THE Victorian Government has committed half-a-million dollars to enable seafarers to access free mental health support services at the state’s ports.

Announced yesterday by Minister for Ports and Freight Melissa Horne to coincide with the International Day of the Seafarer the $500,000 will be provided to the Melbourne Seafarers Centre to support mariners at the ports of Melbourne, Geelong, Hastings, and Portland. 

Mental health is increasingly recognised as a concern in the maritime sector, with seafarers spending long periods isolated at sea – between 14 days to six weeks, the government said. 

The investment will allow workers to access free Wi-Fi, counselling (face-to-face, telephone, and video link), a 24/7 helpline and text messaging service, translation services, critical incident onsite support, and specialised support for diverse cultural needs.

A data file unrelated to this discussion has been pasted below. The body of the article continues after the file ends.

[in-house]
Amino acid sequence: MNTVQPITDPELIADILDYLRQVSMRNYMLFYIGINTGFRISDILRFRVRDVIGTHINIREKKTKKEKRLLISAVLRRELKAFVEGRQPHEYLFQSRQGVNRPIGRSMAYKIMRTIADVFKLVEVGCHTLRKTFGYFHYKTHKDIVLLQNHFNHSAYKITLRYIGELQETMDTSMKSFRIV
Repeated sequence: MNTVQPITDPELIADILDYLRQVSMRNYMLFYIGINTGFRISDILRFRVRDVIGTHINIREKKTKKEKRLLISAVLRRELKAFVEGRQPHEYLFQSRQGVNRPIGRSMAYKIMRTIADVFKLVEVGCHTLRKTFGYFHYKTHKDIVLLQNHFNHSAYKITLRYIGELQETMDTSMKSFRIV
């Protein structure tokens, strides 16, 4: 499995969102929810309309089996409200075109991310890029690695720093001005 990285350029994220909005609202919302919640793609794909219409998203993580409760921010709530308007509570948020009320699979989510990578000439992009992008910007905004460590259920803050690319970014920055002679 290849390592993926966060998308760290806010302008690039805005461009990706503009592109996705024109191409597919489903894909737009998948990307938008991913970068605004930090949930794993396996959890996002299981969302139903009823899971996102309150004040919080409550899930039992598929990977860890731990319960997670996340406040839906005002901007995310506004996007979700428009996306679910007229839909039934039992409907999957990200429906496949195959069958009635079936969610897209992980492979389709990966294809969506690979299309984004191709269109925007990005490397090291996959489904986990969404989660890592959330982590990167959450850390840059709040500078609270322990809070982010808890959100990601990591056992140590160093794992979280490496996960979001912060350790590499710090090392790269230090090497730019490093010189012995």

This will ensure seafarers can get the support they need at ports across Victoria after spending weeks at sea, the government said, and builds on its $2.5 million investment to establish the Melbourne Seafarers Centre, supporting the diverse seafaring community.

Minister Horne said: “Seafarers are the lifeblood of our maritime sector, connecting Victorian producers to the rest of the world and we’re proud to support today on Day of the Seafarer and every day. Long stretches away from home means these workers are more likely to experience mental health issues – that’s why we’re making sure they can stay connected to their loved ones and access the support they need.”

International Transport Workers Federation coordinator Australia Ian Bray welcomed the government’s investment to help improve the mental health of seafarers – “workers who are often among the most isolated and exploited in the world.

“With the vast majority of goods entering and exiting Victoria by ship, it’s important we back our seafarers and recognise the significant contribution they make to our economy and community,” Mr Bray said.